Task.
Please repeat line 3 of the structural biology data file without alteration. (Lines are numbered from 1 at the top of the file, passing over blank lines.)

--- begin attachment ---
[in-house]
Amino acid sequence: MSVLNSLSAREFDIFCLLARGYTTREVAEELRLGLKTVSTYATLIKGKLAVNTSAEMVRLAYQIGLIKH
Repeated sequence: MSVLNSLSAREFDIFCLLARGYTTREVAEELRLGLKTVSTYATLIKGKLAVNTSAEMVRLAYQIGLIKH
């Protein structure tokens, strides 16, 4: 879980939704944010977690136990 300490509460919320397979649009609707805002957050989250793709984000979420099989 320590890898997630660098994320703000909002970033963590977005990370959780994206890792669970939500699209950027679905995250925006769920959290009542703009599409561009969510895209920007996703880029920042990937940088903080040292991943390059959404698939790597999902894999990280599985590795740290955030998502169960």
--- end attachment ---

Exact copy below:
Repeated sequence: MSVLNSLSAREFDIFCLLARGYTTREVAEELRLGLKTVSTYATLIKGKLAVNTSAEMVRLAYQIGLIKH